- Penn and Teller in praise of GMO food.
- The weirdest questions asked on Yahoo Answers. At once hilarious and depressing.
- Kaizen and baby steps to achieve goals.
- David Grann's 16,000 word piece in the New Yorker about the Texas execution of an almost-surly innocent man is just outstanding. I've been thinking about it for days. It has the power to change your view of capital punishment.
- My friend Steve Silberman in Wired gives one of the best analyses of the placebo effect I've read, and breaks some interesting news about how Big Pharma is reacting.
- Why (current) web statistics don't mean shit. Jeff Nolan reminds us that it's not how many people who visit your site that matters — it's what they do when they get there.
- Josh Kaufman outlines the 12 core human skills.
- The making of a secret service agent.
- Interesting interview with author Rebecca Solnit. At one point she implores writers to reject the easy path of being "apolitical," excerpt below.
we tend to think of politics as a tiny fenced-off arena of unpleasantness, which most Americans avoid—except for the horse race of a primary season or fun moral questions often centered in irrelevant individual crimes and acts. But politics is pervasive. Everything is political and the choice to be “apolitical” is usually just an endorsement of the status quo and the unexamined life….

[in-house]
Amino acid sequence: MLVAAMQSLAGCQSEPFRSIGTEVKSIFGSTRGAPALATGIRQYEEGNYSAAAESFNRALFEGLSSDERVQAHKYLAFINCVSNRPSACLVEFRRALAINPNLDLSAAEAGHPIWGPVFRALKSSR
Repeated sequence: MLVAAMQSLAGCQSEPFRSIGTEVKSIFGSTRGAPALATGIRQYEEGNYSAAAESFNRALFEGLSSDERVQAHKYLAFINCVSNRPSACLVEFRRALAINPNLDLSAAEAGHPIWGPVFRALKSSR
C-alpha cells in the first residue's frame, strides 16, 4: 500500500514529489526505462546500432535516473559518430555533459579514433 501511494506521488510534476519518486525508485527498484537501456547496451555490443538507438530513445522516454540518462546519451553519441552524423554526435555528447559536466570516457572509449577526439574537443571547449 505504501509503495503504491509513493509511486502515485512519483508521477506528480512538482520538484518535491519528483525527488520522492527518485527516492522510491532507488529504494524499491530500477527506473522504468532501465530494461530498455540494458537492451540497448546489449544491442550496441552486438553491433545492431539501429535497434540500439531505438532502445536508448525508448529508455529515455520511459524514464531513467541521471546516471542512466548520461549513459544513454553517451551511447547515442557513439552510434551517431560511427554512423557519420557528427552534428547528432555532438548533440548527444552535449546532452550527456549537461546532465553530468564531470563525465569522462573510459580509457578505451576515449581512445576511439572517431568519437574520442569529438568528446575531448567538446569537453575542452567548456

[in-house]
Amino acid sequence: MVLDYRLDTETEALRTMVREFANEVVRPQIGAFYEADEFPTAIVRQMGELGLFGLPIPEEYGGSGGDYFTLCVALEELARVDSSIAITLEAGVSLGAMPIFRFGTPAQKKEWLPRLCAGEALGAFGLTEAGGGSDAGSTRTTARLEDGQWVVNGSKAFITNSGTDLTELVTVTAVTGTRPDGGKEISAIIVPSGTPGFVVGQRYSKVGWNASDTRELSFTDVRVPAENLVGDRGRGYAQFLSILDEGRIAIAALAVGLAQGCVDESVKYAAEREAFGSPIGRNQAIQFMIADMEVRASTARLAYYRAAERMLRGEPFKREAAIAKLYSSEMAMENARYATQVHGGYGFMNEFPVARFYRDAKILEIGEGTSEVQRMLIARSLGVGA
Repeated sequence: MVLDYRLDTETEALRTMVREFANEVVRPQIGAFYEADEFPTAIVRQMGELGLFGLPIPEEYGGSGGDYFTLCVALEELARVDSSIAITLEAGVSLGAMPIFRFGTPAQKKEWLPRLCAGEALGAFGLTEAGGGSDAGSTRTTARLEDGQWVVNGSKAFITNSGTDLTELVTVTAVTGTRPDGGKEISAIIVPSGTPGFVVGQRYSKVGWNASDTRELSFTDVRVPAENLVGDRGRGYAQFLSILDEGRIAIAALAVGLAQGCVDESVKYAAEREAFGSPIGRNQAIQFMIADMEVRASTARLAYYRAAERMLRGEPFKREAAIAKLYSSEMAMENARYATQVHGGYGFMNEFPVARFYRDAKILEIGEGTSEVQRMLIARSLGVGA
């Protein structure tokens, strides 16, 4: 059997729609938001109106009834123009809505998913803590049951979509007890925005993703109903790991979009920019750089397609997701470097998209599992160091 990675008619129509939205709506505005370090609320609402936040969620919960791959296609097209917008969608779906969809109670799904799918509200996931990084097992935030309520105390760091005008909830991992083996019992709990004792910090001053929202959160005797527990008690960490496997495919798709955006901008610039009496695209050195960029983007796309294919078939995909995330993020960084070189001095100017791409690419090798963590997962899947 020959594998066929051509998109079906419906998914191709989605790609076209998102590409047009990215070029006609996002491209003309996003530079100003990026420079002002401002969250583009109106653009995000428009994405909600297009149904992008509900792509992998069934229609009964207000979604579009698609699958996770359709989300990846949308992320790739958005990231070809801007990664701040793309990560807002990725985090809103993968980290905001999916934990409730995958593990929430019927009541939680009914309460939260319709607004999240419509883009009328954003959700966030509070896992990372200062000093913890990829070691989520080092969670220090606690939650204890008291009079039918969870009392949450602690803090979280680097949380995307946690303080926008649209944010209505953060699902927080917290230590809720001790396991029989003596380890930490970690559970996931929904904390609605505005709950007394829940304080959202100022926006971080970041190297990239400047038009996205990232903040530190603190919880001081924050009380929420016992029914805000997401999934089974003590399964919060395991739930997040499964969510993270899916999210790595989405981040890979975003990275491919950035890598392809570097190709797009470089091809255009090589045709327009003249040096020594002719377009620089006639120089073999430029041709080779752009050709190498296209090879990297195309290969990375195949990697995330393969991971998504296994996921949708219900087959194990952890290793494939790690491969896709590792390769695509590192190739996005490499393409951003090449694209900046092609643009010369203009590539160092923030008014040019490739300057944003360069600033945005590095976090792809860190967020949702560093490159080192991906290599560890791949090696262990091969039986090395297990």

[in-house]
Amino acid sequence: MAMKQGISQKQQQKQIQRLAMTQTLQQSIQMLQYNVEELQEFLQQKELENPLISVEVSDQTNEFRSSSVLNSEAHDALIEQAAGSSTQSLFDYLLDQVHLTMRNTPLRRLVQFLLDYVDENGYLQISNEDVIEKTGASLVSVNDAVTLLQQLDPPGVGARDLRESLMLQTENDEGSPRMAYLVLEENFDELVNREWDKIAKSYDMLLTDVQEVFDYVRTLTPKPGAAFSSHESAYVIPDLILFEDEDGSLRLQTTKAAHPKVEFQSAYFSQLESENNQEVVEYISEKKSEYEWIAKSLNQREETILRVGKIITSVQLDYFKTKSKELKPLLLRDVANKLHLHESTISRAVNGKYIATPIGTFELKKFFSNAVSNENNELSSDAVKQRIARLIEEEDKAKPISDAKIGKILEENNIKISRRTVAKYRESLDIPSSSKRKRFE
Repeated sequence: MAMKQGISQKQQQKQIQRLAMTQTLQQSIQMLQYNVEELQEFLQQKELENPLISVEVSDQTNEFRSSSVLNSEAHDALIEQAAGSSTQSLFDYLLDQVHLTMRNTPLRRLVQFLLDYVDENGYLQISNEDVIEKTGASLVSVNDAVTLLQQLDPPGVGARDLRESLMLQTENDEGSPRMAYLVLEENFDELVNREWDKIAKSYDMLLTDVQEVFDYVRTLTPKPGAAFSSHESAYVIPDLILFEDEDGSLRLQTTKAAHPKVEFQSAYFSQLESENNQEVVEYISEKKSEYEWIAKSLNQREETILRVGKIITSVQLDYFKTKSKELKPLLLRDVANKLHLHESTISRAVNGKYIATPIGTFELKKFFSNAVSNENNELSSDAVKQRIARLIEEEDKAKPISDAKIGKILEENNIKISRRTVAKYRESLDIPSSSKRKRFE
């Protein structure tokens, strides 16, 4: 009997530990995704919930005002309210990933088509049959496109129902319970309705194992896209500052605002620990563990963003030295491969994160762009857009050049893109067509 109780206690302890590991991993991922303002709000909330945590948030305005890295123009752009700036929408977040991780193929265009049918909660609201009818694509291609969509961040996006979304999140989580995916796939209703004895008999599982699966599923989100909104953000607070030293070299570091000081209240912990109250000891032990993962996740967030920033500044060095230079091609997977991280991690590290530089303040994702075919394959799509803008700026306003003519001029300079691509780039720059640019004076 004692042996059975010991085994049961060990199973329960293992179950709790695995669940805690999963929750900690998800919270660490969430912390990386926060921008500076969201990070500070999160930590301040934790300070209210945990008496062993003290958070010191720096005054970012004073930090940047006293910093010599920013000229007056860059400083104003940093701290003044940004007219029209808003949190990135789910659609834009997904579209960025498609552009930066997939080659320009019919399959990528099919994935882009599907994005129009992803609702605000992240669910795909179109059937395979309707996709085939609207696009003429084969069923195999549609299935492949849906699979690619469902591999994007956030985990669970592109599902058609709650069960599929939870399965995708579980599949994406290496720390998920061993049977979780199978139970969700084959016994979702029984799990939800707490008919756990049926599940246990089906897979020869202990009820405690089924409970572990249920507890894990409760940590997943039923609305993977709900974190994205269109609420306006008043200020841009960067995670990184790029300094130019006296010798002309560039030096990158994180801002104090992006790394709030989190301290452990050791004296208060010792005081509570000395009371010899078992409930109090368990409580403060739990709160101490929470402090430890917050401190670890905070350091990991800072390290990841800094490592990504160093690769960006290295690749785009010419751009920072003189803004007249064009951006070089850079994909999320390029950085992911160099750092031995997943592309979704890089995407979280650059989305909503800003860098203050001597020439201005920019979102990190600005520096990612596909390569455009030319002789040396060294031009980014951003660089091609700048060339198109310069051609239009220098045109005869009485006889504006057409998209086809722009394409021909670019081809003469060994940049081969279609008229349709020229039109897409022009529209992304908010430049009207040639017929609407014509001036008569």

Apolitical is a political position, yes, and a dreary one. The choice by a lot of young writers to hide out among dinky, dainty, and even trivial topics—I see it as, at its best, an attempt by young white guys to be anti-hegemonic, unimposing. It relinquishes power—but it also relinquishes the possibility of being engaged with the really interesting and urgent affairs of our time, at least as a writer. The challenge is how can you not be the moralizing, grandstanding beast of the baby boomers but not render yourself totally ineffectual and—the word that comes to mind is miniature. How can you write about the obscure things that give you pleasure with a style flexible enough to come round to look at more urgent matters? Humor matters here, and self-awareness, and the language of persuasion and inclusion rather than hectoring and sermonizing. You don’t have to be a preacher to talk about what matters, and you don’t have to drop the pleasures of style. If you can be passionate about, say, Russian dictionary entries from the early nineteenth century, can you work your way up to the reconstruction of New Orleans? And can you retain some of the elegance and some of the pleasure when you look at big, pressing topics? I think you can. It’s what I’ve tried to do. I still think the revolution is to make the world safe for poetry, meandering, for the frail and vulnerable, the rare and obscure, the impractical and local and small, and I feel that we’ve lost if we don’t practice and celebrate them now, instead of waiting for some ’60s never-neverland of after-the-revolution. And we’ve lost the revolution if we relinquish our full possibilities and powers.
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